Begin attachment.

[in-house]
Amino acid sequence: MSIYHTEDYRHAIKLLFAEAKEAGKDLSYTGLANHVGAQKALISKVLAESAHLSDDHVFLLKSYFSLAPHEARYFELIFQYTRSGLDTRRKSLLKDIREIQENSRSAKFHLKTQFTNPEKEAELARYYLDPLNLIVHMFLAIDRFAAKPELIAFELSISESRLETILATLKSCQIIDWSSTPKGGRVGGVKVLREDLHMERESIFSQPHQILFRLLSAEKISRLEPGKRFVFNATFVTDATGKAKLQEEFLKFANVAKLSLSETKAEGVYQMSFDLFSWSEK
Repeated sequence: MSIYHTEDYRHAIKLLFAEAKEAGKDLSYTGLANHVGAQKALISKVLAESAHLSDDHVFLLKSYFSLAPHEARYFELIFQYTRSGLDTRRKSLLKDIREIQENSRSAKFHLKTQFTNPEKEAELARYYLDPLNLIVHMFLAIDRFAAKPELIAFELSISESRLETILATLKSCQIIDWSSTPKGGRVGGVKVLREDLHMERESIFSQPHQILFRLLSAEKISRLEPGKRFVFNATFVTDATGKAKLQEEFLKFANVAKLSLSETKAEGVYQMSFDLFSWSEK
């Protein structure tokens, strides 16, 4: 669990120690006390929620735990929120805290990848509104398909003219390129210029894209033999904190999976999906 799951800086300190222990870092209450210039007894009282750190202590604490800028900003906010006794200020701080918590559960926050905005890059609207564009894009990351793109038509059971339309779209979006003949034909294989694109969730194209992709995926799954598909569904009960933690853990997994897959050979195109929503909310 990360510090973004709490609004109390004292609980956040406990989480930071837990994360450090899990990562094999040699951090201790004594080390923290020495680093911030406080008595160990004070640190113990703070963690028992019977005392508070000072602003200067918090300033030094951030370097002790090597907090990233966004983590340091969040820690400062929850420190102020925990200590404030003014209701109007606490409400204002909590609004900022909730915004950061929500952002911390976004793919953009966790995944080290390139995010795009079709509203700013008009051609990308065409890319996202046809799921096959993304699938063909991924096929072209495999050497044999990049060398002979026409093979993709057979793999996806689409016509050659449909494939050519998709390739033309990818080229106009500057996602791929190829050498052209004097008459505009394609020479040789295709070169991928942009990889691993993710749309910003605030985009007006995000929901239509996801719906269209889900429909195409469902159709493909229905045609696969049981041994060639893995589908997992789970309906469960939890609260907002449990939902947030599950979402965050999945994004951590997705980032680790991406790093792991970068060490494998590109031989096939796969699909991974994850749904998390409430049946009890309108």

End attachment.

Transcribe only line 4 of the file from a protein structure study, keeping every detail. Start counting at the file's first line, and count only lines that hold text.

């Protein structure tokens, strides 16, 4: 669990120690006390929620735990929120805290990848509104398909003219390129210029894209033999904190999976999906 799951800086300190222990870092209450210039007894009282750190202590604490800028900003906010006794200020701080918590559960926050905005890059609207564009894009990351793109038509059971339309779209979006003949034909294989694109969730194209992709995926799954598909569904009960933690853990997994897959050979195109929503909310 990360510090973004709490609004109390004292609980956040406990989480930071837990994360450090899990990562094999040699951090201790004594080390923290020495680093911030406080008595160990004070640190113990703070963690028992019977005392508070000072602003200067918090300033030094951030370097002790090597907090990233966004983590340091969040820690400062929850420190102020925990200590404030003014209701109007606490409400204002909590609004900022909730915004950061929500952002911390976004793919953009966790995944080290390139995010795009079709509203700013008009051609990308065409890319996202046809799921096959993304699938063909991924096929072209495999050497044999990049060398002979026409093979993709057979793999996806689409016509050659449909494939050519998709390739033309990818080229106009500057996602791929190829050498052209004097008459505009394609020479040789295709070169991928942009990889691993993710749309910003605030985009007006995000929901239509996801719906269209889900429909195409469902159709493909229905045609696969049981041994060639893995589908997992789970309906469960939890609260907002449990939902947030599950979402965050999945994004951590997705980032680790991406790093792991970068060490494998590109031989096939796969699909991974994850749904998390409430049946009890309108």